Dr. Barrow was a man of vast and comprehensive mind. During his life, he was more known as a mathematician, being inferior only to Newton, and the treatises he published on his favorite science were numerous and profound. They were, however, mostly written in Latin, and designed for the learned: they are therefore now but little known. Not so with his theological works. "His sermons," says Hallam, " display a strength of mind, a comprehensiveness and fertility which have rarely been equalled." Charles II. was accustomed facetiously to style him a most unfair preacher, because he exhausted every subject, and left nothing to be said by others. His sermons were of unusual length, being seldom less than an hour and a half; and on one occasion, in preaching a charity sermon, he was three hours and a half in the delivery. Being asked, on descending from the pulpit, whether he was not tired, he replied, "Yes, indeed, I began to be weary with standing so long:'' so great was his intellectual fertility, that mental fatigue seemed lobe out of the question. Dr. Dibdin remarks of him, that he "had the clotures: head with which mathematics ever endowed an individual, and one of the purest nnd most unsophisticated hearts that ever beat in the human breast." He once uttered a most memorable observation, which characterizes both die intellectual and moral constitution of his mind,—would that it could be engraven on the mind of every youth, as his guide through life,—"a Straisbt
LINE IS THE SHORTEST IN MORALS AS WELL AS IN GEOMETRY."
THE DUTY AND REWARD OF BOUNTY TO THE POOR.
He whose need craves our bounty, whose misery demands our mercy, what is he? He is not truly so mean and sorry a thing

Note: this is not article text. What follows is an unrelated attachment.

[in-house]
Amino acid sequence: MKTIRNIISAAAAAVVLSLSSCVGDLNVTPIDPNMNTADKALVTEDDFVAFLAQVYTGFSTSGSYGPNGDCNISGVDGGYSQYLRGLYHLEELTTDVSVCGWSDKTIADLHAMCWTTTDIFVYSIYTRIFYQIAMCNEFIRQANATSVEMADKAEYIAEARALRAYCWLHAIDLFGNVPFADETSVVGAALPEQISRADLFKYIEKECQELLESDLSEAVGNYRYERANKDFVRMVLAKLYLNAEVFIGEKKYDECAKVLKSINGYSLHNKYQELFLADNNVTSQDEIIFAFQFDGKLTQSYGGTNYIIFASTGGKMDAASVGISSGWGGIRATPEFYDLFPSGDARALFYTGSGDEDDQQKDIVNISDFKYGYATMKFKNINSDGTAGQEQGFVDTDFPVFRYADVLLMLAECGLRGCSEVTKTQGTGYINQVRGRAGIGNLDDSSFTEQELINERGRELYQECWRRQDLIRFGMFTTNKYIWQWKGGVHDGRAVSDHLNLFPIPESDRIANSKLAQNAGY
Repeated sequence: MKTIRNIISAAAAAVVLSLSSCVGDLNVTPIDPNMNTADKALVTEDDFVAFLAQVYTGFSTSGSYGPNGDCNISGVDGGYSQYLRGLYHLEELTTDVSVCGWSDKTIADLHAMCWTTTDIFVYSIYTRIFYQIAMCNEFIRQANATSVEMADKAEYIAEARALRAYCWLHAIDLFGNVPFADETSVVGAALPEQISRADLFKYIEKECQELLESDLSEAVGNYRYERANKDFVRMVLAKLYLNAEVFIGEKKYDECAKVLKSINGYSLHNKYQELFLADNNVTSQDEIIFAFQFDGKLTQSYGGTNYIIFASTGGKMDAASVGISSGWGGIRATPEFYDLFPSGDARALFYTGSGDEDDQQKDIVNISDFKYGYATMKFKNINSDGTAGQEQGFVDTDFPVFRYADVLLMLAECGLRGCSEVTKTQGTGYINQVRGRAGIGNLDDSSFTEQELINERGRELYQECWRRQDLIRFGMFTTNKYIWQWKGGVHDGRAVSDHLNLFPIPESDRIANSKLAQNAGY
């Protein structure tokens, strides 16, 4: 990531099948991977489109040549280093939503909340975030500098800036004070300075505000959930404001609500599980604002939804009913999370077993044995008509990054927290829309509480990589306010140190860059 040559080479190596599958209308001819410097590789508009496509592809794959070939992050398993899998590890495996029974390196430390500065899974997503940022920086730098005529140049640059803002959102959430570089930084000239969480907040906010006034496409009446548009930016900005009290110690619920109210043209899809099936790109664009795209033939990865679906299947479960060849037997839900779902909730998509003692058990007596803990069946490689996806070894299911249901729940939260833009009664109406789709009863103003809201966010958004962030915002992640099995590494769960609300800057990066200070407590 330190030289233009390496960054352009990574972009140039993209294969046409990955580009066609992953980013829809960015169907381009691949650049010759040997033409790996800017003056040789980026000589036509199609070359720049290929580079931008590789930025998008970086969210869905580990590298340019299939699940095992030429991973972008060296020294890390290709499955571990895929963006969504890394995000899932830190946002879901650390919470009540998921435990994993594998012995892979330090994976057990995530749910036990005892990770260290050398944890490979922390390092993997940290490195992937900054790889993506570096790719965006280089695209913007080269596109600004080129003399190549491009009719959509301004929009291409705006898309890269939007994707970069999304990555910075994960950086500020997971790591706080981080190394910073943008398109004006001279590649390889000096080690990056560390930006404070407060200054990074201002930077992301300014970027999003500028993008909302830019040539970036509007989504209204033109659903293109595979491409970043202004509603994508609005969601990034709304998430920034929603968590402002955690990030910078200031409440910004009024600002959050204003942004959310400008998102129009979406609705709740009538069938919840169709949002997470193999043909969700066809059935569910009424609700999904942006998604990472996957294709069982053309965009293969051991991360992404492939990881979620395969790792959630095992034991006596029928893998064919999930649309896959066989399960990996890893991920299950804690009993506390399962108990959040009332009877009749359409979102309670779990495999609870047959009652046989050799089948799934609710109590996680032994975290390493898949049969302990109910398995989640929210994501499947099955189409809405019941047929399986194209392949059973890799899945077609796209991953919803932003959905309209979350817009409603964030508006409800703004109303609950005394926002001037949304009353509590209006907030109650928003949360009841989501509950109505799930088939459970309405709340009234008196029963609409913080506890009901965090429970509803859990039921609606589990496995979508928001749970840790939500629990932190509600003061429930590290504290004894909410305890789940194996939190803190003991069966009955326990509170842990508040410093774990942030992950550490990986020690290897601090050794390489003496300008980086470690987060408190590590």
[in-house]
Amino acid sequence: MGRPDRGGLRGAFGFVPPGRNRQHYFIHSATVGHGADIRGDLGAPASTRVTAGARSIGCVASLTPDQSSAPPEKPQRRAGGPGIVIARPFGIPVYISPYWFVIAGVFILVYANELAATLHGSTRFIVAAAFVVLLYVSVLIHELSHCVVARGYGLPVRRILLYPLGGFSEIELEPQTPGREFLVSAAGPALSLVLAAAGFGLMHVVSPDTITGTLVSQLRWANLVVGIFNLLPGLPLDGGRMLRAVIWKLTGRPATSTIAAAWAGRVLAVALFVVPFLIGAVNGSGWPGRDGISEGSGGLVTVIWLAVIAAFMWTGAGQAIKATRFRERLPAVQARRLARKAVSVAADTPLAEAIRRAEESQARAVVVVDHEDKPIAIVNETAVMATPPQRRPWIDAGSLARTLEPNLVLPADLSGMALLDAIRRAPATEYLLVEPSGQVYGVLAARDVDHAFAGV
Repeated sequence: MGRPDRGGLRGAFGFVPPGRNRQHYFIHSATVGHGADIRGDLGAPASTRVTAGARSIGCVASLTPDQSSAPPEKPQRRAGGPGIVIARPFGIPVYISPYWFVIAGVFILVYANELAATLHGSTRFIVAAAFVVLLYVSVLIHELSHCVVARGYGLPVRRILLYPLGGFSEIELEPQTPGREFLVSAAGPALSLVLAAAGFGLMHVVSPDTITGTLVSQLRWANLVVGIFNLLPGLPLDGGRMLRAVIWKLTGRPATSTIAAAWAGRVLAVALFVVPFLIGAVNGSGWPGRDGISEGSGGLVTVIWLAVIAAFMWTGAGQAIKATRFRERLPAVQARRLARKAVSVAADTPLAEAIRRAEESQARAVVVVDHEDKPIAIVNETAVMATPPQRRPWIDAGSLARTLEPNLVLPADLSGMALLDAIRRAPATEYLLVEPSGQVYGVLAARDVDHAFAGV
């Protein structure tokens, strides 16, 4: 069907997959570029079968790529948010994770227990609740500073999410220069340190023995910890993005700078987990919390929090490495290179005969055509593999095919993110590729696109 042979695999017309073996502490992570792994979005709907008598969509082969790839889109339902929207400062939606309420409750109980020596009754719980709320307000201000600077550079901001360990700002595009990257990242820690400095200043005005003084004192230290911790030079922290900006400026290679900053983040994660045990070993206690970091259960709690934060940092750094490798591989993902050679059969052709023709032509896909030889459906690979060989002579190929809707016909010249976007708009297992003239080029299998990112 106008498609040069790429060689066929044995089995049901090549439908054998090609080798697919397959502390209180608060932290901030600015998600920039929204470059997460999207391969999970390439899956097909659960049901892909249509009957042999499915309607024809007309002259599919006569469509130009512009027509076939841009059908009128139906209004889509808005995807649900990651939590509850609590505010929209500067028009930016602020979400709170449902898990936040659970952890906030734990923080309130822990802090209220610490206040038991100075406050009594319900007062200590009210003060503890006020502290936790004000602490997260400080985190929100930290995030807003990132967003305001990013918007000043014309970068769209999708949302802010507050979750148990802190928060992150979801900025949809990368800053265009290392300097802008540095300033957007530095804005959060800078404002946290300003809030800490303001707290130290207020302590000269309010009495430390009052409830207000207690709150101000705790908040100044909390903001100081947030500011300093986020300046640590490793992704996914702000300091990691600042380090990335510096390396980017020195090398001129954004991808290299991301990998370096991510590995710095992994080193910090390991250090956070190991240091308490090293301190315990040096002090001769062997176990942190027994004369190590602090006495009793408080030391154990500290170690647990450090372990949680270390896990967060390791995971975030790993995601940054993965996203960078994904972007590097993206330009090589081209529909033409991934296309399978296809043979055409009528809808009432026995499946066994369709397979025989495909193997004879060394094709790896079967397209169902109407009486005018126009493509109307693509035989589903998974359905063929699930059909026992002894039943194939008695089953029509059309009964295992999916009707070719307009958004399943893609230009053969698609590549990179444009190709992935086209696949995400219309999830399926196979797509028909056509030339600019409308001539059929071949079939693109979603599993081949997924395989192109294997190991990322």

as the disguise of misfortune, under which he appears, doth re present him. He who looks so deformedly and dismally, who to outward sight is so ill bestead, and so pitifully accoutred, hath latent in him much of admirable beauty and glory. He within himself containeth a nature very excellent; an immortal soul, and an intelligent mind, by which he nearly resembleth God himself, and is comparable to angels: he invisibly is owner of endowments rendering him capable of the greatest and best things. What are money and lands; what are silk and fine linen; what are horses and hounds, in comparison to reason, to wisdom, to virtue, to religion, which he hath, or (in despite of all misfortune) he may have if he please? He whom you behold so dejectedly sneaking, in so despicable a garb, so destitute of all convenience and comfort, lying in the dust, naked or clad with rags, meagre with hunger or pain, he comes of a most high and heavenly extraction: he was born a prince, the son of the greatest King eternal; he can truly call the Sovereign Lord of all the world his father, having derived his soul from the mouth, having had his body formed by the hands of God himself. In this, the rich and poor, as the wise man saith, do meet together; the Lord is the maker of them all. That same forlorn wretch, whom we are so apt to despise and trample upon, was framed and constituted lord of the visible world; had all the goodly brightnesses of heaven, and all the costly furnitures of earth created to serve him. Thou madest him (saith the Psalmist of man) lo have dominion over the works of thine hands; thou hast put all things under his feet. Yea, he was made an inhabitant of Paradise, and possessor of felicities superlative; had immortal life and endless joy in his hand, did enjoy the entire favor and friendship of the Most High. Such in worth of nature and nobleness of birth he is, as a man: and highly more considerable he is, as a Christian. For, as vile and contemptible as he looks, God hath so regarded and prized him, as for his sake to descend from heaven, to clothe himself with flesh, to assume the form of a servant; for his good to undertake and undergo the greatest inconveniences, infirmities, wants, and disgraces, the most grievous troubles and most sharp pains incident to mortal nature. God hath adopted him to be his child; the Son of God hath deigned to call him brother: he is a member of Christ, a temple of the Holy Ghost, a free denizen of the heavenly city, an heir of salvation, and candidate of eternal glory.1 The greatest and richest personage is not capable of better privileges than God hath granted him, or of higher preferments than God hath designed him to. He,